While the life sciences sector within the United Kingdom (UK) represents what is actually one of the most thriving, concentrated industry clusters worldwide, a growing problem exists pairing investment to drug development pipeline to maximize potential. Namely due to risks of drug development (e.g. time, probability of failure, expense) there isn’t enough targeted investment in early clinical stage biotech companies, and despite potential promise to improve quality of life and save lives, most new therapy advances never make it past Phase 1.
Recently published in a UK-based pharma news site called PharmiWeb.com, Andrew Boyle, founder of a successful London-based investment house called LGB& Co. first introduces the tremendous British influence on the world’s drug development sector. After all, with Oxford, Cambridge and UCL, England has three of the top ten universities in the medical research field. Add in biotech clusters in other English cities and Mr. Boyle summarizes the influence of the UK in PharmiWeb.com: “12% of all life sciences academic citations worldwide” with almost 20% of the top 1% of these citations.
The UK does well with life science startups as well, reports Mr. Boyle. Commenting that about 40% of UK biotech firms are actually the result of academic spin-outs, the UK’s research centers are globally known for their contribution to the new drugs, diagnostics and devices.
Problems in the Pipeline
But problems commence when there is the need for bigger checks. What Mr. Boyle via PharmiWeb calls “the 8% problem,” he offers the oncology example in the UK: of the oncology-based investigational products in the drug development pipeline, only 8% actually make it out of Phase 1 successfully to Phase 2 or Phase 3. He reports that other therapeutic areas report similar performance.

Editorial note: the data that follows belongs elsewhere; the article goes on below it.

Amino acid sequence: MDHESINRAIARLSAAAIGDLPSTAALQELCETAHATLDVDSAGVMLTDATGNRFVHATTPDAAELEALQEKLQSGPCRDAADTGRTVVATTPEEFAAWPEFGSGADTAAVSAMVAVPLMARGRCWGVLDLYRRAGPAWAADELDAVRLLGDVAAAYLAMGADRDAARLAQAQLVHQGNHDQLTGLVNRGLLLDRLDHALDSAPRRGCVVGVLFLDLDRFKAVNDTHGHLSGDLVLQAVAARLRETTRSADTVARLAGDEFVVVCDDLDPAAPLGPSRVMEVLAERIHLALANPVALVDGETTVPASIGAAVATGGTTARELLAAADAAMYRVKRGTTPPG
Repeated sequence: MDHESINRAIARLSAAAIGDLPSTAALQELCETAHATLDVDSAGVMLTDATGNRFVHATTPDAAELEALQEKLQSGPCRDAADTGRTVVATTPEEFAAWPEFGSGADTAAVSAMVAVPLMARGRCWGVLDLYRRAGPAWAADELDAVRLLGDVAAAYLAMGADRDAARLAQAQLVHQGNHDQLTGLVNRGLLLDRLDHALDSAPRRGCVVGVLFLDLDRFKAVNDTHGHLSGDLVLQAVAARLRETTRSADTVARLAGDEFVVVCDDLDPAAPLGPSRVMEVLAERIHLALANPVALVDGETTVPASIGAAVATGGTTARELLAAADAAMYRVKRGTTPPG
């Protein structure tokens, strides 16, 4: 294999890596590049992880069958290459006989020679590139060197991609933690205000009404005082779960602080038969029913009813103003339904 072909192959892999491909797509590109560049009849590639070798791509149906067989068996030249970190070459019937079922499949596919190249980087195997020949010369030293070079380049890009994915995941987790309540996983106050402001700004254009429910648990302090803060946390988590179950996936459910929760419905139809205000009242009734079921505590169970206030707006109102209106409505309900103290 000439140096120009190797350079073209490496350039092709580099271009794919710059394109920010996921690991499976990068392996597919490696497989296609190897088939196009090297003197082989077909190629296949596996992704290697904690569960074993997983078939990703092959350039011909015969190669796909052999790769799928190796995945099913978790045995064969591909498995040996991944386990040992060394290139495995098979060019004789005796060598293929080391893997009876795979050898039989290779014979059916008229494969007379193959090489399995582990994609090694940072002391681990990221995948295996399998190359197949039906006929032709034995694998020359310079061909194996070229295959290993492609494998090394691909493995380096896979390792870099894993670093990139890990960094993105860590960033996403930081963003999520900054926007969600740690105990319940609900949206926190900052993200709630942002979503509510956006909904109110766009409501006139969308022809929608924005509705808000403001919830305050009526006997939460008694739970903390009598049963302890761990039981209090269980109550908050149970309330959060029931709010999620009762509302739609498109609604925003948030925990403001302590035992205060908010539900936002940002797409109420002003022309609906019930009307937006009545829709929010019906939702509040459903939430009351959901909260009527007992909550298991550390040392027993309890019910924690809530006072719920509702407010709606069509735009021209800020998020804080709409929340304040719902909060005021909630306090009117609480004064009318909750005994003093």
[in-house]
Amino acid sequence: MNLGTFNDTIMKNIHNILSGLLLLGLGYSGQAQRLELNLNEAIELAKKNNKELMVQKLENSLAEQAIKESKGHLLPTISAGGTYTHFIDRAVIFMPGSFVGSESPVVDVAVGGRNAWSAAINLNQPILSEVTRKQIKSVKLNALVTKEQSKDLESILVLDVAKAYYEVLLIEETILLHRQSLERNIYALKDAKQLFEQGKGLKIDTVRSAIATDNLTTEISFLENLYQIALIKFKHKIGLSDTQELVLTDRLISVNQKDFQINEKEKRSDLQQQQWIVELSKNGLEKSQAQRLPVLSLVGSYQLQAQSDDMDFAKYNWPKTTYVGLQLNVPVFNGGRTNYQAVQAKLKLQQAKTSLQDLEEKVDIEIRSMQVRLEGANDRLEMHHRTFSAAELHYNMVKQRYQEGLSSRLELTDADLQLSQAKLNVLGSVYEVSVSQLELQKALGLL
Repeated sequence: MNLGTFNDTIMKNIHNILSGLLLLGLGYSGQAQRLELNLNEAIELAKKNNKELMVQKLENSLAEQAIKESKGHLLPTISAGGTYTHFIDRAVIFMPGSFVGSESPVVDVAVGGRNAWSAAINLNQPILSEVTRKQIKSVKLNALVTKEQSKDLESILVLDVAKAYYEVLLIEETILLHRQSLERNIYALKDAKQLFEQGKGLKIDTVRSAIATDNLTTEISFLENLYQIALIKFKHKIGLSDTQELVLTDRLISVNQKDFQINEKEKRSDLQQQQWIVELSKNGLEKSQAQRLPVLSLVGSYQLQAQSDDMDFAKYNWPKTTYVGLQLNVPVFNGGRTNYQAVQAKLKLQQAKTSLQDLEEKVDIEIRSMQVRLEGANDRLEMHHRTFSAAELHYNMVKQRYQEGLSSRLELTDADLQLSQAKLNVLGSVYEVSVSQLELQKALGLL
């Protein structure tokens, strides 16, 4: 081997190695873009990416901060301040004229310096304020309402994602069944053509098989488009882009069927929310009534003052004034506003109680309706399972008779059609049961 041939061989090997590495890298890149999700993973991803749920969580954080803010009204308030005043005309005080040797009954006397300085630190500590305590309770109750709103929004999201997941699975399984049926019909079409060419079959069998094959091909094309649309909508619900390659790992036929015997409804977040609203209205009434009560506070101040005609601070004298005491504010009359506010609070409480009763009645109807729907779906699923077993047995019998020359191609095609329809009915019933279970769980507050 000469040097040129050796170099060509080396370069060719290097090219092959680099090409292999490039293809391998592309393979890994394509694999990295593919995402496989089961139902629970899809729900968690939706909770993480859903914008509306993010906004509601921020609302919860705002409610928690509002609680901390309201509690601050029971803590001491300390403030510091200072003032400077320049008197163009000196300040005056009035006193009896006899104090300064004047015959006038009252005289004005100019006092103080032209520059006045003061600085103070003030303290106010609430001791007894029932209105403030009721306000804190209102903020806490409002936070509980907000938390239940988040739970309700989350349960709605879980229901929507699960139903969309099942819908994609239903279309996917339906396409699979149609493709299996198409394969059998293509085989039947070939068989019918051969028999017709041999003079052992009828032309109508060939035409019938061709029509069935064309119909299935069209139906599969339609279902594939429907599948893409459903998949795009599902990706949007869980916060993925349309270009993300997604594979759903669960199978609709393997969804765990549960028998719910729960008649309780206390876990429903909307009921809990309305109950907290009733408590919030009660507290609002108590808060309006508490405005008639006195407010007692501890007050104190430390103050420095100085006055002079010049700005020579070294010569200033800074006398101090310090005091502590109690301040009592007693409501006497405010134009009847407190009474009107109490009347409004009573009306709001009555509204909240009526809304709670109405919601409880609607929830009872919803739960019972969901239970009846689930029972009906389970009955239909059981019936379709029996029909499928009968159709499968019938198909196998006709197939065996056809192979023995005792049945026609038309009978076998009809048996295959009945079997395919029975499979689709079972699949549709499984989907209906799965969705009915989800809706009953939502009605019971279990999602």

How to Address
Boyle suggests this problem centers on study design. After all, failure today is costly (and frequent), often paring down the available investor pool for Phase 1 to Phase 2 in the UK for example. Clinical trials must be designed “so that failures happen quickly and cheaply,” suggests Mr. Boyle. Such design offers a risk mitigation measure given “investors will be able to limit their losses and spread their investments rather than be tied to companies limping through trials for 10-15 years.”
Boyle suggests Cliff Holloway, CEO of Scancell Holdings, plc, favors the concept as the ‘Adaptive Trial Design” as a way to offer more flexibility in the process, thereby mitigating risk for investors. These trials “use accumulating data to modify the ongoing trial without undermining its integrity and validity.” With more “flexibility and efficiency,” they have the potential to bolster “study power” while “reducing sample sizes” therefore also total cost.
Mr. Boyle suggests that more precision-based, targeted patient recruitment, virtual trials and greater collaboration will contribute to the lowering of cost, bolstering flexibility while overall reducing the costs of studies: fertile terrain for greater investment assuming the right science, focus and technology involved.